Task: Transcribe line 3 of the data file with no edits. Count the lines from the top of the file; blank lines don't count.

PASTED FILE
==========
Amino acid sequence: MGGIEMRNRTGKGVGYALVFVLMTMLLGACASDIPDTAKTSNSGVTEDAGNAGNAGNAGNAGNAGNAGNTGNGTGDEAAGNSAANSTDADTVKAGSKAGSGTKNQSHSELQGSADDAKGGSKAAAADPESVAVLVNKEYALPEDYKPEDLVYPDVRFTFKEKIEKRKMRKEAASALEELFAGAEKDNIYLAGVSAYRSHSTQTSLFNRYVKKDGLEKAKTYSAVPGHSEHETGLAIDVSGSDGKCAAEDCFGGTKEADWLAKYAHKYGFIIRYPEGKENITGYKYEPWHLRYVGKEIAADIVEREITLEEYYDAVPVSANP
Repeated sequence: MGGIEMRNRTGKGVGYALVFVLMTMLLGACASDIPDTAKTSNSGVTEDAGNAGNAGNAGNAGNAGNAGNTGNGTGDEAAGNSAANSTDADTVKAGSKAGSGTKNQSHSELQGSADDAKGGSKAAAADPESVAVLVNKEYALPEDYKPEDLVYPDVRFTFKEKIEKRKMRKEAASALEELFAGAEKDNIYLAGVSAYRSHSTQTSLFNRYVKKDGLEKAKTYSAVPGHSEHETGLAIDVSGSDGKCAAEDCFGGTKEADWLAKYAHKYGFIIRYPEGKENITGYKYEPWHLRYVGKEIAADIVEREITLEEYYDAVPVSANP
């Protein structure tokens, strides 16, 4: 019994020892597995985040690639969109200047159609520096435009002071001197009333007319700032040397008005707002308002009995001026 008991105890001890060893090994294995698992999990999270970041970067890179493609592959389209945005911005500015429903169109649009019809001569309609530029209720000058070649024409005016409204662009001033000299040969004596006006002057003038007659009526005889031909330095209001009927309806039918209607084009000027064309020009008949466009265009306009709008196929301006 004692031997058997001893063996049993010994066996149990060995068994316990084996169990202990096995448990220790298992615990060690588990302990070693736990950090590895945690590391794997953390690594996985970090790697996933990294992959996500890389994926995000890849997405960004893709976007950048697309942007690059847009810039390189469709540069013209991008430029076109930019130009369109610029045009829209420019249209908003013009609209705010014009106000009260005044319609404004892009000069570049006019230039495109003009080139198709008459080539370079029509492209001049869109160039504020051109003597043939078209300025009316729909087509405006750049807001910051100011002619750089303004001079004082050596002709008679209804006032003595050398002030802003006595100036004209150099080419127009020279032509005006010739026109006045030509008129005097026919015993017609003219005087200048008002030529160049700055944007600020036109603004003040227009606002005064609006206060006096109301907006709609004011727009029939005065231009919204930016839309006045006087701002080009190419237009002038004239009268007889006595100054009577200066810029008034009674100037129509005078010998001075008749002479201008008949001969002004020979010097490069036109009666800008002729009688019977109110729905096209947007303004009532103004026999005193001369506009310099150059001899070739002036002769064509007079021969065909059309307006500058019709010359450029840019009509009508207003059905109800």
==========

């Protein structure tokens, strides 16, 4: 019994020892597995985040690639969109200047159609520096435009002071001197009333007319700032040397008005707002308002009995001026 008991105890001890060893090994294995698992999990999270970041970067890179493609592959389209945005911005500015429903169109649009019809001569309609530029209720000058070649024409005016409204662009001033000299040969004596006006002057003038007659009526005889031909330095209001009927309806039918209607084009000027064309020009008949466009265009306009709008196929301006 004692031997058997001893063996049993010994066996149990060995068994316990084996169990202990096995448990220790298992615990060690588990302990070693736990950090590895945690590391794997953390690594996985970090790697996933990294992959996500890389994926995000890849997405960004893709976007950048697309942007690059847009810039390189469709540069013209991008430029076109930019130009369109610029045009829209420019249209908003013009609209705010014009106000009260005044319609404004892009000069570049006019230039495109003009080139198709008459080539370079029509492209001049869109160039504020051109003597043939078209300025009316729909087509405006750049807001910051100011002619750089303004001079004082050596002709008679209804006032003595050398002030802003006595100036004209150099080419127009020279032509005006010739026109006045030509008129005097026919015993017609003219005087200048008002030529160049700055944007600020036109603004003040227009606002005064609006206060006096109301907006709609004011727009029939005065231009919204930016839309006045006087701002080009190419237009002038004239009268007889006595100054009577200066810029008034009674100037129509005078010998001075008749002479201008008949001969002004020979010097490069036109009666800008002729009688019977109110729905096209947007303004009532103004026999005193001369506009310099150059001899070739002036002769064509007079021969065909059309307006500058019709010359450029840019009509009508207003059905109800």